Monthly Archives: December 2015

Disparaging Trademarks: This Time It’s “Slants”

In what may prove to be a major First Amendment ruling in favor of offensive trademarks, a federal appeals court in Washington on December 22 said that the federal government may not refuse to register a trademark solely because it disparages certain people.

The case, In re Tam, arose in 2011 when “The Slants,” an Asian-American rock band, sought to trademark its name. The trademark office refused registration on the grounds that “slants” has long been a derogatory term for persons of Asian ancestry and hence was barred by a provision in the trademark act banning marks that disparage. The appeals court agreed that in this context “slants” is a slur but said, in effect, so what? Continue reading

Offensive Inoffensiveness: Tale of the Red Cup

A curious species of the penchant for feeling offended is what, henceforth, I will call “Offensive Inoffensiveness.” For the past several years a frenzied form of it pops up annually as the calendar heralds “the holidays.” I’m speaking, of course, of the War against Christmas. It all began, maybe, when too many hollow heads bewailed their shivers of irate agony on hearing people hail acquaintances with “Happy Holidays” instead of “Merry Christmas.” You can picture the encounter. Someone wearing green and white snowflake sweater waves in friendly gesture to neighbor: “Happy Holidays, Jensen,” said with smile. “Goddamn infidel,” Jensen snarls back.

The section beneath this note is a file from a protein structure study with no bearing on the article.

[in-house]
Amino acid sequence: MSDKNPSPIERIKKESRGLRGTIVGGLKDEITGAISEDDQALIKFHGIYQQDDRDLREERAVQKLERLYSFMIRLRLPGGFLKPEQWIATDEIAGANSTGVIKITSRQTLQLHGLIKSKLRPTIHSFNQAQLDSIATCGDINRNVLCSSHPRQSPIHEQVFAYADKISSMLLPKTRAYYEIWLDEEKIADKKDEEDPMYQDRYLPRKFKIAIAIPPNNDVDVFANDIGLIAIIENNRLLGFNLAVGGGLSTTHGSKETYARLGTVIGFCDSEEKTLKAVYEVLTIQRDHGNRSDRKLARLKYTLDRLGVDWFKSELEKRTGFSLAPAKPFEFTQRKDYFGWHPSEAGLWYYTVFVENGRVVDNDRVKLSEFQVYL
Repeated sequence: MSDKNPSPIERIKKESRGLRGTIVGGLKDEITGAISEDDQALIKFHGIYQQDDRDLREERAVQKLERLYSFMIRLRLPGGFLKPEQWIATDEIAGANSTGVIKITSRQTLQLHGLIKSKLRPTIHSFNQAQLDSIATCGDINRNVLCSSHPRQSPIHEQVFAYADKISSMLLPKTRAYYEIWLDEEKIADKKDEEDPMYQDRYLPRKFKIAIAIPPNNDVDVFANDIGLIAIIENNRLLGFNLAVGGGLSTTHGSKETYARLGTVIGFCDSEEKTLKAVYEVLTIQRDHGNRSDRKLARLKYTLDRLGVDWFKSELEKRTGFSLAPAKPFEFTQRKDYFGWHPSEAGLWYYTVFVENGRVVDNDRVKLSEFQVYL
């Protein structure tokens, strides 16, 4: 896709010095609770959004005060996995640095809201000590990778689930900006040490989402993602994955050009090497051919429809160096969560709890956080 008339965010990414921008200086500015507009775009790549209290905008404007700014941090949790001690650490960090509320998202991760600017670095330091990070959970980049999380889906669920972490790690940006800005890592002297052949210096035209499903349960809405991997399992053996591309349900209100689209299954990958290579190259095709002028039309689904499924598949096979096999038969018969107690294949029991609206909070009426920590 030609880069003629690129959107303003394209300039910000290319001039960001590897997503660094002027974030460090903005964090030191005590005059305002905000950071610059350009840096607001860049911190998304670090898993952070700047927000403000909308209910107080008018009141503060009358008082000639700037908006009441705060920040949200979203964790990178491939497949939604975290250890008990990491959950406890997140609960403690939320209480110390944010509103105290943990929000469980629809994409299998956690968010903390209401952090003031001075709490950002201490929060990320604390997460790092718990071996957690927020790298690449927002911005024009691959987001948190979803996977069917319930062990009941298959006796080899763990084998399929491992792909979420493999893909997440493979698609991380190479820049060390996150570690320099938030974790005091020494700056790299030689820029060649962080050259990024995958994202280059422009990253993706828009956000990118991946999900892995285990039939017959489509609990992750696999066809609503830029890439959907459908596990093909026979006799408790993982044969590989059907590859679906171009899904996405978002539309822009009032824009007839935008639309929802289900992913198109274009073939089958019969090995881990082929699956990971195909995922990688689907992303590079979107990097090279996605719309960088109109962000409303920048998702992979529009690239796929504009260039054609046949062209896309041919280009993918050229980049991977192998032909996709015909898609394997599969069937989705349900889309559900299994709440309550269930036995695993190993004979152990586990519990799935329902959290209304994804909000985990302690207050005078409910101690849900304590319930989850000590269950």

This year promises new treats. High dudgeon honors, so far, go to two perpetrators of this seasonal outrage: Starbucks and the University of Tennessee. Continue reading